Eliza Tupper Wilkes (October 8, 1844-February 5, 1917) was a circuit-riding preacher who started eleven Universalist and Unitarian churches in the American West. Among the first women ordained into the ministry, Wilkes worked with and mentored other liberal women ministers in the West. Known as the “Iowa Sisterhood,” these women found opportunity and support in the Women's Western Unitarian Conference and from the leading western Unitarian minister, Jenkin Lloyd Jones, at a time when women ministers were derided by most of the established clergy and spurned by the older congregations “back east.”
The whole article is matter-of-fact and restrained. The author would have been justified in declaring that Wilkes was a prodigy of energy and productivity. With a supportive husband, she combined ministry with marriage and motherhood, bearing and raising six children. Though she was at times required to withdraw from full-time ministry and to make accommodations to her own and her eldest son’s heart disease, her career was anything but the “mommy track.” Besides ministering to and founding churches, she helped found Colorado College, supported education in other ways, and took a prominent international role in the women’s suffrage movement.
The remainder of this entry is slightly condensed from Rebecca Hunt’s piece. The list of sources is unabridged.
Wilkes was born in Maine, but was taken in early childhood to Iowa with her father, a Baptist missionary to the Native Americans, and her mother, a writer-editor who specialized in beekeeping and taught the subject at Iowa State College. She received fairly extensive education intended to prepare her for Baptist missionary work, but her beliefs changed and the influence of Quaker friends led her to become a Universalist while teaching in Mount Pleasant, Iowa. Augusta Chapin and Mary Livermore encouraged her to become a minister. She served churches in Menasha and then Neenah in Wisconsin. In Neenah she married William Wilkes, a law clerk, in 1869. From 1870 to 1873 she served the Universalist congregation in Rochester, Minnesota, where she was ordained.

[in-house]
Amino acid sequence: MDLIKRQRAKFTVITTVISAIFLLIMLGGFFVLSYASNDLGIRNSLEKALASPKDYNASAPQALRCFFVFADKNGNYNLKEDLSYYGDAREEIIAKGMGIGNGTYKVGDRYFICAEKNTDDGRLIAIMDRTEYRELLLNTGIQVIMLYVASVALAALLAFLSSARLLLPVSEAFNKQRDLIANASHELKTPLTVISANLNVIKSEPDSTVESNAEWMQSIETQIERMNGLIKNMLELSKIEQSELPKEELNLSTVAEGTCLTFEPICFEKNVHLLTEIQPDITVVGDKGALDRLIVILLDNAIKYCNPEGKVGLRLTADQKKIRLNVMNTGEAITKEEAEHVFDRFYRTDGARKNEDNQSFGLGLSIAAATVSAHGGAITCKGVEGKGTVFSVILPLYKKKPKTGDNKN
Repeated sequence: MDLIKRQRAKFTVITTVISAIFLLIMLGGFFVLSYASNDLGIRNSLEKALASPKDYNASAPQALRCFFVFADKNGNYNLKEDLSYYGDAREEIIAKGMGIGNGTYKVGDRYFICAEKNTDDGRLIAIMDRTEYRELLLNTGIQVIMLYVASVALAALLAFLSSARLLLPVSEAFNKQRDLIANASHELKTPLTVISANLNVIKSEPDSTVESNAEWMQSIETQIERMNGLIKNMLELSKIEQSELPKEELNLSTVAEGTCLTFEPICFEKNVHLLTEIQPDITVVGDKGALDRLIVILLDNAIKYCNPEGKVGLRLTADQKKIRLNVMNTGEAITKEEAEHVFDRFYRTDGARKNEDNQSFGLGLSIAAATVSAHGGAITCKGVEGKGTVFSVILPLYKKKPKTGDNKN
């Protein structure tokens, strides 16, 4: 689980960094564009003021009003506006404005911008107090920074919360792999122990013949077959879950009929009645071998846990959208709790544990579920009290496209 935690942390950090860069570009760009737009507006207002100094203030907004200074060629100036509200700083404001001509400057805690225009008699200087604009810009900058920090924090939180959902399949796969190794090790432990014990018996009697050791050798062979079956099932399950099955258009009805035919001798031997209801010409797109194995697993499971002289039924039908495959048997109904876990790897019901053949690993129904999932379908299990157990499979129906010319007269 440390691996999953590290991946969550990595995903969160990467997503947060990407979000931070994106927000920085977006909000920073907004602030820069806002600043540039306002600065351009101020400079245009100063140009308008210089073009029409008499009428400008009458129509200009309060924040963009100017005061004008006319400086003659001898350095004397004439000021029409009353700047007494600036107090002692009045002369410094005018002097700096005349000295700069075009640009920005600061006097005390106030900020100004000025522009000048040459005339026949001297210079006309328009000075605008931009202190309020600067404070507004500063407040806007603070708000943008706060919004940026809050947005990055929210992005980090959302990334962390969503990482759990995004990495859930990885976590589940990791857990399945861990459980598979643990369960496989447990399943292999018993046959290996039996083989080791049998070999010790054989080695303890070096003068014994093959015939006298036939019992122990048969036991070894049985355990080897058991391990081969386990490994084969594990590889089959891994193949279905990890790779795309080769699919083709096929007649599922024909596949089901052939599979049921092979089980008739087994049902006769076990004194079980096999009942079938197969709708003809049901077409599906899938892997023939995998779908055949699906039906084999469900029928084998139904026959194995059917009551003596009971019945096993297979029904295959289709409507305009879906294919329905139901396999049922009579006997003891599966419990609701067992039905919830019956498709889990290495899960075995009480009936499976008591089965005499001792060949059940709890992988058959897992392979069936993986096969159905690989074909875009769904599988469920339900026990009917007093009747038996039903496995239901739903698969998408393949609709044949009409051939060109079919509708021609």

The couple moved to Colorado Springs in 1873. William practiced law while Eliza briefly filled a New England pulpit. She traveled to Massachusetts in 1875 for the first Women's Ministerial Conference, where she impressed Julia Ward Howe, the organizer, with her potential as a minister. During the Wilkeses’ five years in Colorado Springs, Eliza gave birth to their first three children. She spent less time on ministry in these years but took on community activities, including organizing a new Unitarian congregation. She and her friend and parishioner, writer Helen Hunt Jackson, often spent days riding and rambling to the top of nearby Cheyenne Mountain. Wilkes helped start Colorado College (Congregationalist), and led its first auxiliary board. She was also active in women’s suffrage while in Colorado. During the 1876 state constitutional convention, she failed to have women’s suffrage included in the document, and a suffrage referendum the following year also failed. Yet, at the convention, it was she who gave the invocation, the first woman ever to take that role.
When Eliza and her eldest son began having heart problems, the family left Colorado for Sioux Falls in what became South Dakota. William started a law firm and also served as a Minnehaha County Judge. Though too busy with young children for ministry, Eliza took on community projects like starting a library society and a women's club and hosting lecturers on suffrage and temperance. In 1884 she served as Honorary Vice President from South Dakota to the National Women's Suffrage Association. She also served as the director of the Iowa Unitarian Conference and secretary of the Post Office Missions of St. Paul, Minnesota.